The project aims at securing Internet transactions, by providing formally certified implementations of protocols, to be deployed as replacements of currently used versions. As the past and ongoing work of this project has shown by trying to prove soundness of current deployments, these are in fact unsound and littered with vulnerabilities (eg attacks such as FREAK, LOGJAM,…).
Specific protocols were considered, in particular: TLS, underlying HTTPS. Current certified implementation miTLS developed at Joint Centre has been released in open source format, as a tool for security research (this is the output of one of the first projects started in the Joint Centre). Current work aims to make it as fast as commercial implementations.

 

The project also works on the elaboration of a toolchain for formal certification: in particular development of F* language and environment (certified compiler), and bridges between F* and commonly used languages, notably Javascript. Specific objectives within this thread are:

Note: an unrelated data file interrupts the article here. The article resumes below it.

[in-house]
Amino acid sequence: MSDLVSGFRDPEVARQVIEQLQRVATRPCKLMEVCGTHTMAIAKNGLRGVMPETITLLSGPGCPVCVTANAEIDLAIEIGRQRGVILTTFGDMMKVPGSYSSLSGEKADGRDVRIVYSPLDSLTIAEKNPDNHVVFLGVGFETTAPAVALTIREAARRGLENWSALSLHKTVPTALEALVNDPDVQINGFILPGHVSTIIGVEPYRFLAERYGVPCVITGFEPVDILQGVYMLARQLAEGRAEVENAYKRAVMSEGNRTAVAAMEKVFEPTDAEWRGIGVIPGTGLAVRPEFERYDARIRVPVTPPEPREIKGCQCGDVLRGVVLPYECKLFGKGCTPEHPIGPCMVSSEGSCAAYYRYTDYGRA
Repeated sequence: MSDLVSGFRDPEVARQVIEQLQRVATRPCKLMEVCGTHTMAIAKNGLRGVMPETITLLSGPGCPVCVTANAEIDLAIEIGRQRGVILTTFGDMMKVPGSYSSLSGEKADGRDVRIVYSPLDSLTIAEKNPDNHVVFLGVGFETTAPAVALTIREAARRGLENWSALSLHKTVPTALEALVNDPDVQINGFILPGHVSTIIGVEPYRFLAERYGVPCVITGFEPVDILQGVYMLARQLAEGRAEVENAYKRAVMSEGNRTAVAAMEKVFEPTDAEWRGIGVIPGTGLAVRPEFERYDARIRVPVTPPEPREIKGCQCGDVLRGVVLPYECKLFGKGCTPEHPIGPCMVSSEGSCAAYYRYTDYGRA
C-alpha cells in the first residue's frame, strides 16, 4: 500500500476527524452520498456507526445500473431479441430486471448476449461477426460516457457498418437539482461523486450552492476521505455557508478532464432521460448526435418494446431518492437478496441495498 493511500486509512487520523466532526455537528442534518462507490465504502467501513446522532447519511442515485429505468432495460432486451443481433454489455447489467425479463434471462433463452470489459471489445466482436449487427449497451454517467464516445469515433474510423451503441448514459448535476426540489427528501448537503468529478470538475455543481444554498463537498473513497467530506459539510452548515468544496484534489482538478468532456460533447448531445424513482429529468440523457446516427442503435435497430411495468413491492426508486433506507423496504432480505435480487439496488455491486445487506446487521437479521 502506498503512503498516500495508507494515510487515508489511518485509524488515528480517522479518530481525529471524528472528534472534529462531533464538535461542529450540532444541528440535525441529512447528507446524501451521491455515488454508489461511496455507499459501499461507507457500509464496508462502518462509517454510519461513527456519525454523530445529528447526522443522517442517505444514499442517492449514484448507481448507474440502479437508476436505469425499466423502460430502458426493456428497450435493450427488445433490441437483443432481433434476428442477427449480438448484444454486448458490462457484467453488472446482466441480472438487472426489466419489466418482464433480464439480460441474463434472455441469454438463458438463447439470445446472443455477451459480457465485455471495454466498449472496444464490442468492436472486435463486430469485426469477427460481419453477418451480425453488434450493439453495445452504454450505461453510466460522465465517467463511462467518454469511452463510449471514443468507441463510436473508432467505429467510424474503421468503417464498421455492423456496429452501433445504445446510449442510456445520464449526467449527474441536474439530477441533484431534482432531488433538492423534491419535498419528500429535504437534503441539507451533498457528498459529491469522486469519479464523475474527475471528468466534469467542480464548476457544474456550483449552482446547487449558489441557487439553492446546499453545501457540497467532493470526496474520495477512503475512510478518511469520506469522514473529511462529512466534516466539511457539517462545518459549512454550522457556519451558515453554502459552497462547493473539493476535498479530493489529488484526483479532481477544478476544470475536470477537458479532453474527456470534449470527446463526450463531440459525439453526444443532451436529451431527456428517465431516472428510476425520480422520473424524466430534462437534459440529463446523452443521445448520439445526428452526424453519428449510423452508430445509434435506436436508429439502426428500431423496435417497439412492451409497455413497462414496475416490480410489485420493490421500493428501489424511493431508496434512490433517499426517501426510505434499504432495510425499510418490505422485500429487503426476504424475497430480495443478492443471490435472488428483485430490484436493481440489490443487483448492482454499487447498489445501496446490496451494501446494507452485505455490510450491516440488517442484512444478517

Building a verified crypto library (HACL*);

Analysis of other web security protocols.
A final thread consists in the evangelization of methodology and proposed solutions at IETF, to ensure global adoption of Everest approach and releases.

 

Relevant pointers are:

https://www.microsoft.com/en-us/research/project/project-everest-verified-secure-implementations-https-ecosystem/

https://project-everest.github.io

https://www.fstar-lang.org/

https://mitls.org/

https://github.com/mitls/mitls-fstar

  • Karthikeyan Bhargavan
    My research concerns the theory, design, and implementation of modern programming language features and formal verification ...
  • Cédric Fournet
    I am interested in security, programming, and distributed systems. I am a member of the Programming Principles and ...